Biennial Mode of SST and ENSO

This recent 2016 paper [1] by Kim is supporting consensus to my model of a modulated biennial forcing to ENSO. I had read some of Kim’s earlier papers [2] where he introduced the idea of cyclostationary behavior.

The insight that they and I share is that the strictly biennial oscillation is modulated by longer frequencies such that +/- sideband frequencies are created around the 2-year period.

sin(pi t) cdot sin(omega_m t) = frac{1}{2} ( cos(pi t - omega_m t) - cos(pi t + omega_m t) )

This is not aliasing but essentially a non-aliased frequency modulation of the base cycle. The insight is clarified by Kim with respect to Meehl’s [3] tropospheric biennial oscillation (TBO).

From [1]

That biennial mode locks the base frequency in place to a seasonal cycle, with the modulation creating what looks like a more chaotic pattern. That’s why ENSO has been so stubborn to analysis, in that the number of Fourier frequencies doubles with each modulating term. Yet in reality it’s likely half as complicated as most scientists have been lead to believe.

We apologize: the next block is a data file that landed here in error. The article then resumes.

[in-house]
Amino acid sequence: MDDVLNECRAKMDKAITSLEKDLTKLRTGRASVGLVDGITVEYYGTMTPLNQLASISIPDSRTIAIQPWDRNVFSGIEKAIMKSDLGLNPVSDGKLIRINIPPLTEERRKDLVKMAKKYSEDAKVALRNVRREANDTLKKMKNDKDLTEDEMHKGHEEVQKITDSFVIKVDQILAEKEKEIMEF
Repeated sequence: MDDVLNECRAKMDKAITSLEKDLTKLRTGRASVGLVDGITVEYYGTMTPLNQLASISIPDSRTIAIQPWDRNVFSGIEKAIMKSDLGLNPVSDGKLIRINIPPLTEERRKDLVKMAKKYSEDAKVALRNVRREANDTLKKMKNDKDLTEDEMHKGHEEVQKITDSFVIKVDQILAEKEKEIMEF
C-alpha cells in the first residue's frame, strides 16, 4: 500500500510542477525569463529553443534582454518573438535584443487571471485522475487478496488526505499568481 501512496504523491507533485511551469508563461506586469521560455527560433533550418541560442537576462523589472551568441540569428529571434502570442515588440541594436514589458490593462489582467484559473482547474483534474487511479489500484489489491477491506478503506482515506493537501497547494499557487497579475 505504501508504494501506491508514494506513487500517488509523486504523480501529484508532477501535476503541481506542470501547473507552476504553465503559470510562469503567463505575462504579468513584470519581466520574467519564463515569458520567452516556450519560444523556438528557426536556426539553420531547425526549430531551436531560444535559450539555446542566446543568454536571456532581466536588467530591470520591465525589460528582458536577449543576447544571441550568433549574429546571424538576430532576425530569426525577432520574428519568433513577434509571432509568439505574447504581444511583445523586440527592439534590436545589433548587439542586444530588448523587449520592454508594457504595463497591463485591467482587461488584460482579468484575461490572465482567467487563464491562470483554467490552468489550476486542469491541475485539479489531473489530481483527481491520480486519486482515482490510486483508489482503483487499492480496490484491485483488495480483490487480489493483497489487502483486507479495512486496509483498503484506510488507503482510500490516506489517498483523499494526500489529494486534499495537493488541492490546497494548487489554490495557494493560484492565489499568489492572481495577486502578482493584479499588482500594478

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Seasonal Aliasing of Tidal Forcing in Mean Sea Level Height

I applied the QBO aliased lunar tidal model to another measure that seems pretty obvious — long term monthly time series data of sea-level height (SLH), in this particular case tidal gauge readings in Sydney harbor (I wrote about correlating Sydney data to ENSO before — post 1 and post 2).

The key here is that I used the second-derivative of the tidal data for the multiple regression fit:

Fig 1:  QBO factors over the training interval

This is remarkable as it applies the as-is QBO factors to Sydney training data from 1940 to 1970. That is, the parameters are solely derived from the critical aliased lunisolar periods used to optimize the QBO fit.

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